I've made a couple additions to the blog today that I should talk about. In the second column, there is a new collection of links, "Download These Fansubs." Long-time followers of this blog remember these links from the original site design, and I've finally brought it back to the new format.
If you're not familiar with the term, here's what a "fansub" is. Anime in America grew as an underground scene for many, many years. Long before anybody saw any commercial interest in importing Japanese anime - we're talking the days of "Japanimation" - fans were quietly trading tapes with one another. They imported anime titles and then translated the scripts themselves, creating their own subtitle tracks, so everyone not fluent in Japanese could follow. The anime fansub community has been an essential part of American anime culture ever since.
Today, anime is far more visable on tv and DVD. But there are still a lot of shows and movies that are unlicensed in the States, and many of these are unlikely to ever see commercial release. This includes older anime films and series, as well as more experimental works that fall outside of the mainstream. Movies like Belladonna, Night on the Galactic Railroad, Cat Soup, and Mind Game are definitely in the "experimental" category. The classic Toei Doga films of the 1958-1972, and television dramas like Heidi, Marco, and Anne are likewise passed up by publishers in favor of newer, flashier anime titles.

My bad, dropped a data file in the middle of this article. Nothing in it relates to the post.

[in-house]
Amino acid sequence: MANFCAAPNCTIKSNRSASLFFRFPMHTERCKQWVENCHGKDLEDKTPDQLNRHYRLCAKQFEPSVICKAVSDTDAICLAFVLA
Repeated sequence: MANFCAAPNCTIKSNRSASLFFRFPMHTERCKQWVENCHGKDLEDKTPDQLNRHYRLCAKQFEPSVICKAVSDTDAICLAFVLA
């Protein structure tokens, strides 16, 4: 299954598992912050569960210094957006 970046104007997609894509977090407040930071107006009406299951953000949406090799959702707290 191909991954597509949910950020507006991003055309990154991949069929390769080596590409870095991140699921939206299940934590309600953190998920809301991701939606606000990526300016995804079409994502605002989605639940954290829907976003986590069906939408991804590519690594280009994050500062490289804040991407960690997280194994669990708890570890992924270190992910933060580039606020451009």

Because of this, the fansub community will continue to thrive for the forseeable future. They are essential to the community, and for many of us, remain the only outlet for some of Japan's greatest animation. Without the fansubs, Ghibli Freaks in the West would never have discovered Horus, Prince of the Sun, or any of the Toei films. We never would have discovered Future Boy Conan, or the original Lupin III television series. Heidi Marco Anne? Three of the greatest anime masterpieces of all, and arguably Isao Takahata and Hayao Miyazaki's finest work. If not for fansubs, all of these would be lost to us. Even the Studio Ghibli movies were once only available in the West as fansubs.
That is the rundown on fansubs. And that is why I am including fansub links, so you can download these films and television series and enjoy these masterworks for yourself. You will need a Bit Torrent program to download, but these are freely available online. The VLC Media Player is your best friend, since most fansubs offer their subtitles as a seperate file. VLC is also available for free download.
One note on the issue of copyrights, since it's a sensitive subject. It is standard practice in the fansub community to only support anime that is unlicensed in the US. Once a movie or series becomes licensed for commercial released, fansubs are greatly discouraged, and everyone is strongly enrouraged to buy those DVDs. This remains a small community of fans, after all, and we need to support those distributors, and animation studios, who invest the time and money for us.
If anyone has any questions or issues, feel free to comment on this thread. Consider this post the all-purpose "fansub thread" for the Ghibli Blog. And happy viewing!